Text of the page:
Visitor arrivals to Vietnam up 19% in Dec-2010
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Turbulence will hurt Southeast Asia’s airlines in 2017 as overcapacity bites
Southeast Asia is a region with enormous growth potential but a relatively cloudy outlook for airlines given the intense competition and overcapacity concerns.
Demand is on the rise, boosted by a growing middle class, rising discretionary incomes and relatively strong economies. Nearly every country in Southeast Asia continues to post GDP growth above the global average. The Philippines, Vietnam, Myanmar and Cambodia have been particularly strong with GDP growth in the high single digits.
However, GDP growth slowed to less than 5% in the rest of Southeast Asia in 2016 and is expected to only pick up slightly in 2017. In several Southeast Asian markets, capacity has been growing faster than demand, impacting yields as competition has intensified. With an order book that equals the size of the current active fleet and several airlines pursuing strategic expansion, capacity may again be added at a rate exceeding demand in 2017.
China’s role in international aviation – and tourism – in 2025. The CAPA-ACTE Global Summit
The CATA-ACTE Global Summit in Amsterdam explored some of the changes that will likely come to Chinese aviation and tourism by 2025. The viability of secondary markets has a mixed prognosis as British Airways exits Chengdu, but Vancouver airport expects sustainability from the secondary cities it is linked to – some of the first secondary routes from Chinese airlines.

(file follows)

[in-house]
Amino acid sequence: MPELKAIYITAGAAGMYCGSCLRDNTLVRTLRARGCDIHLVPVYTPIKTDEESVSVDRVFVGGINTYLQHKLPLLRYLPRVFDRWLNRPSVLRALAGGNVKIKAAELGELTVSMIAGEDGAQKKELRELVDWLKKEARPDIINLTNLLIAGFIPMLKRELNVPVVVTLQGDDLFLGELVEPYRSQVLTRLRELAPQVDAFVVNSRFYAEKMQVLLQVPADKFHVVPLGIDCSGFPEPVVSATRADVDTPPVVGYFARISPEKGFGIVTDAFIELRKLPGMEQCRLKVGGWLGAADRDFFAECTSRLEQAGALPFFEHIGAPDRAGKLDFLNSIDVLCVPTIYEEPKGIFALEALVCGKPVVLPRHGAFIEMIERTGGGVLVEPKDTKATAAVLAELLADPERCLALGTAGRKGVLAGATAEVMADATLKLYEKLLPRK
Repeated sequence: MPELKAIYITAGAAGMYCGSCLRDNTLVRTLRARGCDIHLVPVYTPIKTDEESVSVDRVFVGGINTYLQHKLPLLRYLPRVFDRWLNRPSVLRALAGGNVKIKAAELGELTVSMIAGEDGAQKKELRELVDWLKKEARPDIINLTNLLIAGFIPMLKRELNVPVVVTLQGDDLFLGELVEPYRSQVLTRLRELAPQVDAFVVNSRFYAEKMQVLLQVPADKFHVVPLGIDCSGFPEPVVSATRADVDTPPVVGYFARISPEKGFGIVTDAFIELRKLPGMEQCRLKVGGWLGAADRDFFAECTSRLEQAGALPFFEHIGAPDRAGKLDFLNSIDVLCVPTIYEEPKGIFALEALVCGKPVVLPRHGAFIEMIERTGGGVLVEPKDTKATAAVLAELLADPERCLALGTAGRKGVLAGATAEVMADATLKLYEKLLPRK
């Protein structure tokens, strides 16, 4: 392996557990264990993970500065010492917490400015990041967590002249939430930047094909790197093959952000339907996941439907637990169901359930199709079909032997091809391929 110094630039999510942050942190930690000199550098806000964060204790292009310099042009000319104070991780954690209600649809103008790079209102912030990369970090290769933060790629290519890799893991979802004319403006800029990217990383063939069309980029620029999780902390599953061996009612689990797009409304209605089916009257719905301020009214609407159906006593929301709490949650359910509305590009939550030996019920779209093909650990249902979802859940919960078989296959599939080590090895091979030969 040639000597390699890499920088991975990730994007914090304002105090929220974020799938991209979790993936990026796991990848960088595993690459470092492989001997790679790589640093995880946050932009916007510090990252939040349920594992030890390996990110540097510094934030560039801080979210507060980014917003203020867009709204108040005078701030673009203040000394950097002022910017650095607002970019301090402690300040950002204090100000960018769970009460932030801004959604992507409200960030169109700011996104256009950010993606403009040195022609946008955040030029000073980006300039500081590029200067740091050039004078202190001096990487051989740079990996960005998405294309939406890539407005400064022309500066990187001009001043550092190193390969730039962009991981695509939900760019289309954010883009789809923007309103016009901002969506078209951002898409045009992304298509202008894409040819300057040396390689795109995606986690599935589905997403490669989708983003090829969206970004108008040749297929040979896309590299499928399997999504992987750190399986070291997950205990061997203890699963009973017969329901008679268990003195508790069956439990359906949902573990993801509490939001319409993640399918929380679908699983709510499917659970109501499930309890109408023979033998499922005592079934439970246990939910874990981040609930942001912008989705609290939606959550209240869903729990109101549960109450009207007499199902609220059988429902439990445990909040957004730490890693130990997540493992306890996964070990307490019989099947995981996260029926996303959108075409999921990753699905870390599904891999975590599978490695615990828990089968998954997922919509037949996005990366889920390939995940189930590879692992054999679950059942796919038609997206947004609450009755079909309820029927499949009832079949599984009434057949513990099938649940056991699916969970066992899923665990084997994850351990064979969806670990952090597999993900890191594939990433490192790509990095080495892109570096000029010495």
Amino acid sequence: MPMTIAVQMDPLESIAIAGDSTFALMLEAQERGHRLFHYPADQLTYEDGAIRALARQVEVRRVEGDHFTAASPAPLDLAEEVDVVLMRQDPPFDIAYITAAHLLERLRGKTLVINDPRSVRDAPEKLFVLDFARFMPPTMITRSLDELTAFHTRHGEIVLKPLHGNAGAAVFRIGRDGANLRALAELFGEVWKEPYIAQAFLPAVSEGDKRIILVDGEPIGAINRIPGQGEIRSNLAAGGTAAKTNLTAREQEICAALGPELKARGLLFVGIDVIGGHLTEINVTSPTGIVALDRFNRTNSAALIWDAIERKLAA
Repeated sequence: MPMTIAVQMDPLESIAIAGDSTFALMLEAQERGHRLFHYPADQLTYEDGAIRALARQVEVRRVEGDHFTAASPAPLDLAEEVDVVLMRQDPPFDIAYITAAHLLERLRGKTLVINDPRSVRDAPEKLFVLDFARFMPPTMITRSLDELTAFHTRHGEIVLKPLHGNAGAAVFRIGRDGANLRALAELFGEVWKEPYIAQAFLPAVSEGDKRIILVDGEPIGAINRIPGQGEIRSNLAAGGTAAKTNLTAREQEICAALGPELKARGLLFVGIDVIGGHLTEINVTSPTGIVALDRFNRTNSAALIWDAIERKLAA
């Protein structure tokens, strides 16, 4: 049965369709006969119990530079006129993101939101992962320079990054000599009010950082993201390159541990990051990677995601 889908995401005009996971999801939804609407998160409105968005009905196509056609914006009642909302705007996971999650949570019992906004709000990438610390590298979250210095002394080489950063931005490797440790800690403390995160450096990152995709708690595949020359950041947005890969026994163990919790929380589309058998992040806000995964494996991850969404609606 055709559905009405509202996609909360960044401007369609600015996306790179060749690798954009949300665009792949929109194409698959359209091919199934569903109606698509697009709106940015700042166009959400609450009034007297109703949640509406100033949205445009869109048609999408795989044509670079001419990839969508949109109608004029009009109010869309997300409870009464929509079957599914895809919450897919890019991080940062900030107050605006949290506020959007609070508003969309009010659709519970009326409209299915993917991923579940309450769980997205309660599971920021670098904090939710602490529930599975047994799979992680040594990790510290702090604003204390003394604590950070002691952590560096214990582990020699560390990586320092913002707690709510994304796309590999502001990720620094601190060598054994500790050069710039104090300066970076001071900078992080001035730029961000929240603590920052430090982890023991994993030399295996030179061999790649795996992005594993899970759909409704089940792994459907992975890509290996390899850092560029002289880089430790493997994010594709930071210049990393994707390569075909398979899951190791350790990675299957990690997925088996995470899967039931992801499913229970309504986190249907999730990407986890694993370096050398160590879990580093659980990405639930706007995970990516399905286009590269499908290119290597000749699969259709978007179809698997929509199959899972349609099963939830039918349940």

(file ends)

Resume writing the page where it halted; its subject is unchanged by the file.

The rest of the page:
Partnerships and joint ventures are expanding and becoming more pressing subjects. oneworld is without a mainland Chinese partner, while China Eastern is exploring partnerships outside its SkyTeam alliance: it has a JV with Qantas and a partnership with BA, but Delta's minority equity investment gives it footing. Partnerships will influence, or be preceded by, liberalisation – including eventual China-US open skies.
Although the Chinese outbound travel market is celebrated for its growth, a downturn can occur just as quickly. While visa liberalisation with Morocco has resulted in the country becoming a new popular market for Chinese visitors, terror attacks in France have reduced visitor growth not only in France but also in neighbouring countries, as visitors shun the region.